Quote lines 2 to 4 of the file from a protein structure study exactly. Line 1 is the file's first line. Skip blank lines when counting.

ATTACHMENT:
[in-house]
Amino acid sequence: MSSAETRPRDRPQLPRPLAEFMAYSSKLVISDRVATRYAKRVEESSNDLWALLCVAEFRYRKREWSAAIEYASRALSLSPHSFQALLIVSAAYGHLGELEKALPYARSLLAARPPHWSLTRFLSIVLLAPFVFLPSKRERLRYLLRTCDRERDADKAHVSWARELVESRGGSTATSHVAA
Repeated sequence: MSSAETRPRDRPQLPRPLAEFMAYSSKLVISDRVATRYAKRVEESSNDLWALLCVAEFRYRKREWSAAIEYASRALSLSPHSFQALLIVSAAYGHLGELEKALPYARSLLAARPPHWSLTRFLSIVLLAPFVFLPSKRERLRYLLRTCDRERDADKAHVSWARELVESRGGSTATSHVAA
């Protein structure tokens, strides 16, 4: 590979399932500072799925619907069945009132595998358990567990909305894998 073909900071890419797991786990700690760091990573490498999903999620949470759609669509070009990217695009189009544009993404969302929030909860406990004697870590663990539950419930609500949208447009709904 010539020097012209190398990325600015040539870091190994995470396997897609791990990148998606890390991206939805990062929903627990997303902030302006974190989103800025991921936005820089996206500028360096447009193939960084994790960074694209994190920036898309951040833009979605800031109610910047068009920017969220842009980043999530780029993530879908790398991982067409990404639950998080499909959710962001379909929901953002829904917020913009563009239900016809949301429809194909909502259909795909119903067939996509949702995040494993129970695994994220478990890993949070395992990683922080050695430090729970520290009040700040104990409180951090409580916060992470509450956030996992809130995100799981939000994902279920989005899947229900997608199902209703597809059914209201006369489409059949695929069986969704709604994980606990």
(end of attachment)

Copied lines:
Amino acid sequence: MSSAETRPRDRPQLPRPLAEFMAYSSKLVISDRVATRYAKRVEESSNDLWALLCVAEFRYRKREWSAAIEYASRALSLSPHSFQALLIVSAAYGHLGELEKALPYARSLLAARPPHWSLTRFLSIVLLAPFVFLPSKRERLRYLLRTCDRERDADKAHVSWARELVESRGGSTATSHVAA
Repeated sequence: MSSAETRPRDRPQLPRPLAEFMAYSSKLVISDRVATRYAKRVEESSNDLWALLCVAEFRYRKREWSAAIEYASRALSLSPHSFQALLIVSAAYGHLGELEKALPYARSLLAARPPHWSLTRFLSIVLLAPFVFLPSKRERLRYLLRTCDRERDADKAHVSWARELVESRGGSTATSHVAA
């Protein structure tokens, strides 16, 4: 590979399932500072799925619907069945009132595998358990567990909305894998 073909900071890419797991786990700690760091990573490498999903999620949470759609669509070009990217695009189009544009993404969302929030909860406990004697870590663990539950419930609500949208447009709904 010539020097012209190398990325600015040539870091190994995470396997897609791990990148998606890390991206939805990062929903627990997303902030302006974190989103800025991921936005820089996206500028360096447009193939960084994790960074694209994190920036898309951040833009979605800031109610910047068009920017969220842009980043999530780029993530879908790398991982067409990404639950998080499909959710962001379909929901953002829904917020913009563009239900016809949301429809194909909502259909795909119903067939996509949702995040494993129970695994994220478990890993949070395992990683922080050695430090729970520290009040700040104990409180951090409580916060992470509450956030996992809130995100799981939000994902279920989005899947229900997608199902209703597809059914209201006369489409059949695929069986969704709604994980606990």